If you suffer from a form of arthritis, your doctor may recommend a robotic knee replacement. An evolving technique that has become increasingly common since 2008, robotic knee replacement uses high-precision computer-controlled instruments to replace the weight-bearing surfaces of the knee joint.
Dr David Slattery has extensive experience performing both traditional and robotic knee replacements and is able to advise patients on the most suitable approach for their condition. For the purposes of helping patients make the most informed choice for their health, Dr Slattery has prepared this article highlighting the benefits of robotic knee replacement and the conditions under which it may be considered as an option.
What does robot knee replacement offer over traditional techniques?
Robotic knee replacement offers several advantages over traditional techniques, with these benefits realised throughout the treatment process. At the diagnostic stage – when coupled with a CT scan – these technologies allow doctors to create a three-dimensional model of the patient’s knee, allowing them to select and position the prosthesis to better match your anatomy.
During the operation, the robotic surgical system enables more precise removal of diseased bone, reducing the risk of surgical error and allowing better alignment of the prosthesis with your existing anatomy. When conducted by an experienced professional trained in the use of the system, the result is often a better fitting prosthesis. As several studies have shown that component positioning is a key factor in the survival of a knee replacement, use of this system can reduce the need for revisions and enhance component longevity, with the majority surviving over 15 years. Robot-assisted surgical techniques are used for both total and partial knee replacements.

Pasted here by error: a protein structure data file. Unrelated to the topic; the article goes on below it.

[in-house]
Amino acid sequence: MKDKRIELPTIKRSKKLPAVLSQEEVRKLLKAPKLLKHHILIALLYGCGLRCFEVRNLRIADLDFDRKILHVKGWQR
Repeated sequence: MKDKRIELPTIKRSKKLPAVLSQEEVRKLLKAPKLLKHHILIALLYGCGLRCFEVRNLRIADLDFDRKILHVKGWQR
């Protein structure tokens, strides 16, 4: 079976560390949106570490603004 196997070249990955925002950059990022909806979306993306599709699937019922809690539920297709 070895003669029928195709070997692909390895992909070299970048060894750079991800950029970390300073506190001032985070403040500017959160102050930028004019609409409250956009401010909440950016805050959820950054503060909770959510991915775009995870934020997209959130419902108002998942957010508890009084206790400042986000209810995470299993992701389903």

Who can benefit from robotic knee replacement surgery?
While many Australians struggle with knee pain and arthritis, not every patient will be a candidate for robotic knee replacement. Dr Slattery’s preference is always to pursue conservative, non-operative treatment options prior to considering surgery – where a patient’s arthritis fails to respond to these treatments, robotic knee replacement may be discussed.
Additionally, patients who have previously undergone knee surgery and require revision, or presenting with severe deformity of the knee as a result of advanced arthritis may be a candidate for robotic knee replacement surgery, but the extent of the deformity will determine the nature of surgery.
Due to the increased precision of the operation and the greater potential for customisation of approach and implant, Dr Slattery sees robotic knee replacement surgery as offering significant advantages to suitable patients. If you would like to discuss whether robotic knee replacement is appropriate for your condition, contact Dr Slattery’s rooms to make an appointment.